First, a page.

“… conflict of near polar extremes: bankruptcy policy exerts an inexorable pull towards centralization while arbitration policy advocates a decentralized approach towards dispute resolution”.

Thus, while insolvency/ bankruptcy aims to centralise all the proceedings against a debtor to one jurisdiction and give rise to a proceeding in rem (against the world at large) thereby creating third party rights for all creditors of the debtor, arbitration on the other hand advocates a decentralised approach and promotes party autonomy in dispute resolution resulting in a proceeding in personam (against a particular person).
Continue Reading Does NCLT has power to refer parties to Arbitration in an in rem insolvency proceeding?

The Supreme Court Revisits the Consequences of Non-Payment of Stamp Duty on the Arbitration Agreement – Part I

In Part I of this post, we discussed the findings of the Court on the issue of separability of arbitration agreements from the underlying contract and the corresponding validity of arbitration agreements in unstamped agreements. In this part, we will analyse the findings of the Court with respect to arbitrability of disputes involving fraud; and

The Supreme Court Revisits the Consequences of Non-Payment of Stamp Duty on the Arbitration Agreement – Part I

Introduction

Recently, a three-judge bench of the Supreme Court in M/s N.N. Global Mercantile Pvt. Ltd. v. M/s Indo Unique Flame Ltd. & Others[1] has reiterated and clarified the law on the (i) doctrine of separability of arbitration agreements from the underlying contract; (ii) arbitrability of disputes involving fraud; and (iii) maintainability of a writ petition against orders passed under the Arbitration and Conciliation Act, 1996 (“Arbitration Act”).
Continue Reading The Supreme Court Revisits the Consequences of Non-Payment of Stamp Duty on the Arbitration Agreement – Part I

Section 34 4 of the Arbitration and Conciliation Act 1996 – A fly in the ointment Part II

In Part I of this post, we examined the contours of Section 34(4) of the Arbitration and Conciliation Act, 1996 (the “Arbitration Act”), pre-conditions for its invocation and the scope of the powers conferred upon the court thereunder. In this post, we analyse some of the questions and ambiguities that may arise in the applicability of Section 34(4) of the Arbitration Act.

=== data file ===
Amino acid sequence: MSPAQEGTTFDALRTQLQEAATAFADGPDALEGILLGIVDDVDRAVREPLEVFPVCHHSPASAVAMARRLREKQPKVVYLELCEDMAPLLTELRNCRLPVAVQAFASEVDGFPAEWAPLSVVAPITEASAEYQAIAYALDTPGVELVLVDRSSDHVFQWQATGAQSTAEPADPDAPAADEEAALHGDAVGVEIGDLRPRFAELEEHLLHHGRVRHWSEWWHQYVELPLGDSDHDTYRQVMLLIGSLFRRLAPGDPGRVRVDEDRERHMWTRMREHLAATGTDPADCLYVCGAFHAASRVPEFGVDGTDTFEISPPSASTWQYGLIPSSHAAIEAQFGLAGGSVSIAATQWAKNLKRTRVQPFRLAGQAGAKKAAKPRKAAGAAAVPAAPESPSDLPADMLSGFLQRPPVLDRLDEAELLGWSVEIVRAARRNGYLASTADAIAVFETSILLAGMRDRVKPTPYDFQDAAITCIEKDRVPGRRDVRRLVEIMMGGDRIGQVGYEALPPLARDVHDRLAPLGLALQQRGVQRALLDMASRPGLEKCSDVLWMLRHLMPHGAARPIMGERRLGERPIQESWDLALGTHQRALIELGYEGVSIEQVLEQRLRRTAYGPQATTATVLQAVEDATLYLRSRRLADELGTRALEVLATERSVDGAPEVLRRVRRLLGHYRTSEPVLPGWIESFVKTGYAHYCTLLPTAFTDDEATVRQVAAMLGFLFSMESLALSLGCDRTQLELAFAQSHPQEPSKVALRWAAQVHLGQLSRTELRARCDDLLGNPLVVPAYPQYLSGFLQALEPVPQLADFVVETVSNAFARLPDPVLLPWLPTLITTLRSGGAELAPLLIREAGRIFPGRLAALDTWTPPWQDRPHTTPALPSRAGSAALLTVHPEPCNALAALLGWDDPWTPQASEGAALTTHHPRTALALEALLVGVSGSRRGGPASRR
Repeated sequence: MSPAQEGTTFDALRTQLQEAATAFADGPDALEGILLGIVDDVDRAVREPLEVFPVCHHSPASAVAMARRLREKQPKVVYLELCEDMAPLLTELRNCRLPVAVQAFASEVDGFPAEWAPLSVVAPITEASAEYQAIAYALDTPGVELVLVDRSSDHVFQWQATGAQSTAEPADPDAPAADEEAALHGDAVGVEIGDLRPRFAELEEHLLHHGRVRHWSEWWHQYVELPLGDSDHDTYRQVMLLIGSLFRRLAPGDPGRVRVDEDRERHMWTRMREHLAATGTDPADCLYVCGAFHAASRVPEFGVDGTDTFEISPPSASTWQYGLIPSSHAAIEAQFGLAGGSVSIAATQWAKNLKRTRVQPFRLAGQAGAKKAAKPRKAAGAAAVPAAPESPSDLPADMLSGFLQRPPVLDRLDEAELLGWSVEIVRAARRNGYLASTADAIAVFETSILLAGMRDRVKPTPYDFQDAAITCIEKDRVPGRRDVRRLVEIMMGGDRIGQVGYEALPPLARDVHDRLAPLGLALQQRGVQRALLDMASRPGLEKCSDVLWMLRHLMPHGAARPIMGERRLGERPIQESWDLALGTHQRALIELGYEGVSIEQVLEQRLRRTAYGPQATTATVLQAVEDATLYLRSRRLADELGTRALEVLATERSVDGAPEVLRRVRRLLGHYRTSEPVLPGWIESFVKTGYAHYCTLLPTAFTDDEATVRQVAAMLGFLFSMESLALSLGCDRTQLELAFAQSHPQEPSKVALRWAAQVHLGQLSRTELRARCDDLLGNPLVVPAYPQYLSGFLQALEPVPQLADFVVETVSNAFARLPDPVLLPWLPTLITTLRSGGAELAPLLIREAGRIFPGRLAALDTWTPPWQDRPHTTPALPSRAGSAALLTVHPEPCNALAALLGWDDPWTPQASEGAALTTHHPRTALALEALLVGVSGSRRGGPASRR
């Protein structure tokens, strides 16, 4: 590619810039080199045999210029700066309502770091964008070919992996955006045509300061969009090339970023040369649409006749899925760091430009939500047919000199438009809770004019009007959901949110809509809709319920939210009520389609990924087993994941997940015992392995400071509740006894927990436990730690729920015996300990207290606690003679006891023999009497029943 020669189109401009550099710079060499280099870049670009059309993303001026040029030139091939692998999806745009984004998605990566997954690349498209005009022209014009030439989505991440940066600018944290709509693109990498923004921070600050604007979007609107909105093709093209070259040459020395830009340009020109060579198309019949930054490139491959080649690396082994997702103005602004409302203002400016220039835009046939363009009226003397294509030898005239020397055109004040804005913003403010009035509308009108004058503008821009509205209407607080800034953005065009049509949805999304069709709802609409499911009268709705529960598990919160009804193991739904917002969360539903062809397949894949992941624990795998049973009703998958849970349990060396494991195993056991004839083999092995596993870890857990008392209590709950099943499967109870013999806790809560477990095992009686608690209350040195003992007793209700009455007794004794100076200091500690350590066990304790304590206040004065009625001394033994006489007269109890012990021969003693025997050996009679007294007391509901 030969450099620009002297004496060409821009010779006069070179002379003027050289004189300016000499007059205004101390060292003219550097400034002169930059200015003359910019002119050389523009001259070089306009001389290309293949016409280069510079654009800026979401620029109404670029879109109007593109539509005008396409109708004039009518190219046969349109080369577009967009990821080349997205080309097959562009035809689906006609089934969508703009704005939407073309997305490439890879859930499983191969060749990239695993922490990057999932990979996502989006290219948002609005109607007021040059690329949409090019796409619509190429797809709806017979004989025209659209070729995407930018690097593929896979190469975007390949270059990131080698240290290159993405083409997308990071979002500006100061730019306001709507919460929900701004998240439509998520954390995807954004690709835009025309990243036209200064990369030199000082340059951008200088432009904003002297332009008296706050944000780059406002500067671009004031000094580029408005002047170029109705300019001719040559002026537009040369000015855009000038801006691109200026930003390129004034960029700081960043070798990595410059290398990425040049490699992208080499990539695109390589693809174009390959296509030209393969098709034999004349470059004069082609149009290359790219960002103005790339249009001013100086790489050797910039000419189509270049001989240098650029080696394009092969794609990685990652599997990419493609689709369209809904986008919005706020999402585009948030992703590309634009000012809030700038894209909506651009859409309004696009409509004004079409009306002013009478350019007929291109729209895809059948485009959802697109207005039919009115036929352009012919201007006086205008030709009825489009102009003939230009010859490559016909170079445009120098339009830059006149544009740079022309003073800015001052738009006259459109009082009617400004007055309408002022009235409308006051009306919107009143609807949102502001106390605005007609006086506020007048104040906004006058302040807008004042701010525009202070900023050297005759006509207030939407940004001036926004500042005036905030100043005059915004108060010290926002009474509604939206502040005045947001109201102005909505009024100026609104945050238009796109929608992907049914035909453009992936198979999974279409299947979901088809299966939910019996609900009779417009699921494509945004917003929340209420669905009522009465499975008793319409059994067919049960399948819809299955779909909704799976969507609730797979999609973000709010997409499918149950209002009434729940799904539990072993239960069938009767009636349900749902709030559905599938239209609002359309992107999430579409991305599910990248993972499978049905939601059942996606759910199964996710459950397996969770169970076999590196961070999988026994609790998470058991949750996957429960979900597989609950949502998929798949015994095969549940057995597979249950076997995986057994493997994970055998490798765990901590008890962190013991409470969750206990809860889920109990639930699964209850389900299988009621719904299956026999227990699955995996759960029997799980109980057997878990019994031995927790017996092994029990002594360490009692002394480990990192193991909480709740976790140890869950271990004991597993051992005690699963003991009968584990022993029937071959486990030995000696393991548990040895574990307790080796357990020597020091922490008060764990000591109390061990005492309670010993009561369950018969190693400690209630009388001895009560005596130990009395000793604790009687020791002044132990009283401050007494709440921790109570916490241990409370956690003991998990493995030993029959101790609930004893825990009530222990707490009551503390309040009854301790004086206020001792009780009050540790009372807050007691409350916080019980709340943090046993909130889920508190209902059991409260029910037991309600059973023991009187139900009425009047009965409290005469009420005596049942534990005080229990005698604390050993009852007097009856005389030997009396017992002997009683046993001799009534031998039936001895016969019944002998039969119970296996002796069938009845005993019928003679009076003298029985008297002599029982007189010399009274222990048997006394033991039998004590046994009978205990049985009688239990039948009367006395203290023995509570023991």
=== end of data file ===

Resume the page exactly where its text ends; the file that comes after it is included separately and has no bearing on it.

Can Section 34(4) of the Arbitration Act be invoked to eliminate any ground under Section 34(2) of the Arbitration Act?

Section 34(2) of the Arbitration Act provides two sets of grounds on which an award may be set aside. Section 34(2)(a) sets out grounds of challenge such as incapacity of a party, invalidity of the arbitration agreement, lack of proper notice of appointment of the arbitrator or of the arbitral proceedings or inability of a party to present his case, an award which deals with disputes not submitted to arbitration, improper composition of the arbitral tribunal or arbitral procedure contrary to the agreement between the parties, etc. These grounds must be established by the party challenging the award, on the basis of the record of the arbitral tribunal.
Continue Reading Section 34(4) of the Arbitration and Conciliation Act, 1996 – A Fly in the Ointment? (Part II)

Conditional or unconditional stay, that is the question – The fate of arbitral awards in India, pending challenge

Background

Ever since the enactment of the Arbitration and Conciliation Act, 1996 (the “Arbitration Act”), arbitral awards have been statutorily granted the same status as a decree of a civil court by way of a deeming fiction under Section 36 of the Arbitration Act. Up until the amendment of the Arbitration Act in 2015, the filing of an application challenging an arbitral award had the effect of an automatic stay on the enforcement of the award. The Arbitration and Conciliation (Amendment) Act, 2015 (the “2015 Amendment Act”) changed this, by mandating a separate application to be filed seeking stay of the award, which may (or may not) be granted by the court, subject to such conditions as it may deem fit.
Continue Reading Conditional or Unconditional Stay, That is the Question – The Fate of Arbitral Awards in India, Pending Challenge